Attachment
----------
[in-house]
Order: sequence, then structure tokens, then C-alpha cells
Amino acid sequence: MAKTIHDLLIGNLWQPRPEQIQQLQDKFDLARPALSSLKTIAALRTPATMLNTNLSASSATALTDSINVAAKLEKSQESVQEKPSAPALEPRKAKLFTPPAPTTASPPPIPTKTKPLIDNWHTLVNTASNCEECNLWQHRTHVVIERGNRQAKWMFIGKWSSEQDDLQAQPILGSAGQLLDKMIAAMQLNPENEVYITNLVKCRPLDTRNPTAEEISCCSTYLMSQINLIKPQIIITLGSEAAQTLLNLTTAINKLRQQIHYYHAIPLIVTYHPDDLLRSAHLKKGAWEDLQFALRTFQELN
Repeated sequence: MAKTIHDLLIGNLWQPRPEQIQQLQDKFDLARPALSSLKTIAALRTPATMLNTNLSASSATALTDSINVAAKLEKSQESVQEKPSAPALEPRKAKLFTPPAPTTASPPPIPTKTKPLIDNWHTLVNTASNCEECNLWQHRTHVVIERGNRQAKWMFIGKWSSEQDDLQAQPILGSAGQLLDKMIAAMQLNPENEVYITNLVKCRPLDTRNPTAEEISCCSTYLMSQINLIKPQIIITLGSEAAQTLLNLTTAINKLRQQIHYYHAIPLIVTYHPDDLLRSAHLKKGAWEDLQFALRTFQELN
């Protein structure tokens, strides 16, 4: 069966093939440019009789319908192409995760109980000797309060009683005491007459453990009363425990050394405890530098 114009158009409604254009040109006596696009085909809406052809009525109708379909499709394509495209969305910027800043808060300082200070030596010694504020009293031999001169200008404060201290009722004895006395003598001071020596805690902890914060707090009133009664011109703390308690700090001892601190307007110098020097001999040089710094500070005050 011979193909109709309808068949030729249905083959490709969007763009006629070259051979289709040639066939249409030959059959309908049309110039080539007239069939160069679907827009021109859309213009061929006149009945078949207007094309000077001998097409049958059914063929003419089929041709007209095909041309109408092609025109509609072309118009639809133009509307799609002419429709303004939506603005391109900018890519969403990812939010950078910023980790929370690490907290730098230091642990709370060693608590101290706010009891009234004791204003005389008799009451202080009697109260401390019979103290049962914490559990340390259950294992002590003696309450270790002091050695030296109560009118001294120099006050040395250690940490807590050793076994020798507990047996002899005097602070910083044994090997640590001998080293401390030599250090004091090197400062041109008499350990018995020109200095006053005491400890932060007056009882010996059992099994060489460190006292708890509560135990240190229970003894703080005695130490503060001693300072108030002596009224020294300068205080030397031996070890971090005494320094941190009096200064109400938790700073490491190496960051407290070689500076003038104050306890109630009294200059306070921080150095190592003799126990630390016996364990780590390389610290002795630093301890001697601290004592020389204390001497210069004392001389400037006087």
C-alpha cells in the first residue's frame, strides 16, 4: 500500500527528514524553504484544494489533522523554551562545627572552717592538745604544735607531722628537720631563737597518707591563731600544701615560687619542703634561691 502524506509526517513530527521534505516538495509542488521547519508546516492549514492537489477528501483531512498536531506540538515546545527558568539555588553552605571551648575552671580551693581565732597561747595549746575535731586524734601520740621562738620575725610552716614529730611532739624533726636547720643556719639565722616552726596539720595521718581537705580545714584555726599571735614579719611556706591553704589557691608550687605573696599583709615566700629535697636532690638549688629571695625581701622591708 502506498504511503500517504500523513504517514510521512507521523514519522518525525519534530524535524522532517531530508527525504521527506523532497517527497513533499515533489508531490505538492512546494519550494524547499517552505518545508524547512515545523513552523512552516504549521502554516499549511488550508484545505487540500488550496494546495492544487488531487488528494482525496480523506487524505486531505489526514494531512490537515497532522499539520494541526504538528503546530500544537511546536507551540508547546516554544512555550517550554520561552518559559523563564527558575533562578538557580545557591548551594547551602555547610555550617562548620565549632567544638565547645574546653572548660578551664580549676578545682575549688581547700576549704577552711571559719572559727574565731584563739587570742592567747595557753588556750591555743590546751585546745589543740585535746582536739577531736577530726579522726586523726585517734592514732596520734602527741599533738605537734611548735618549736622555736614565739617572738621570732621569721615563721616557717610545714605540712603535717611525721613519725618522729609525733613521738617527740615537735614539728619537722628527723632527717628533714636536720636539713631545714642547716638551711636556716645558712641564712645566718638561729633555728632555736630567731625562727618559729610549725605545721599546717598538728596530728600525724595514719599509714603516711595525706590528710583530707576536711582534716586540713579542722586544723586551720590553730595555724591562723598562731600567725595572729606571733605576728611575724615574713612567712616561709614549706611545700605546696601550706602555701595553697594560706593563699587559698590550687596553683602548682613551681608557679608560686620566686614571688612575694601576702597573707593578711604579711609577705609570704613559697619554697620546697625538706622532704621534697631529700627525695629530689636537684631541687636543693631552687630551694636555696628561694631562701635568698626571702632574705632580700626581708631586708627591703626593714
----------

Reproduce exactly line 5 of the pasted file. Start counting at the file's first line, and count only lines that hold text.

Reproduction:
């Protein structure tokens, strides 16, 4: 069966093939440019009789319908192409995760109980000797309060009683005491007459453990009363425990050394405890530098 114009158009409604254009040109006596696009085909809406052809009525109708379909499709394509495209969305910027800043808060300082200070030596010694504020009293031999001169200008404060201290009722004895006395003598001071020596805690902890914060707090009133009664011109703390308690700090001892601190307007110098020097001999040089710094500070005050 011979193909109709309808068949030729249905083959490709969007763009006629070259051979289709040639066939249409030959059959309908049309110039080539007239069939160069679907827009021109859309213009061929006149009945078949207007094309000077001998097409049958059914063929003419089929041709007209095909041309109408092609025109509609072309118009639809133009509307799609002419429709303004939506603005391109900018890519969403990812939010950078910023980790929370690490907290730098230091642990709370060693608590101290706010009891009234004791204003005389008799009451202080009697109260401390019979103290049962914490559990340390259950294992002590003696309450270790002091050695030296109560009118001294120099006050040395250690940490807590050793076994020798507990047996002899005097602070910083044994090997640590001998080293401390030599250090004091090197400062041109008499350990018995020109200095006053005491400890932060007056009882010996059992099994060489460190006292708890509560135990240190229970003894703080005695130490503060001693300072108030002596009224020294300068205080030397031996070890971090005494320094941190009096200064109400938790700073490491190496960051407290070689500076003038104050306890109630009294200059306070921080150095190592003799126990630390016996364990780590390389610290002795630093301890001697601290004592020389204390001497210069004392001389400037006087």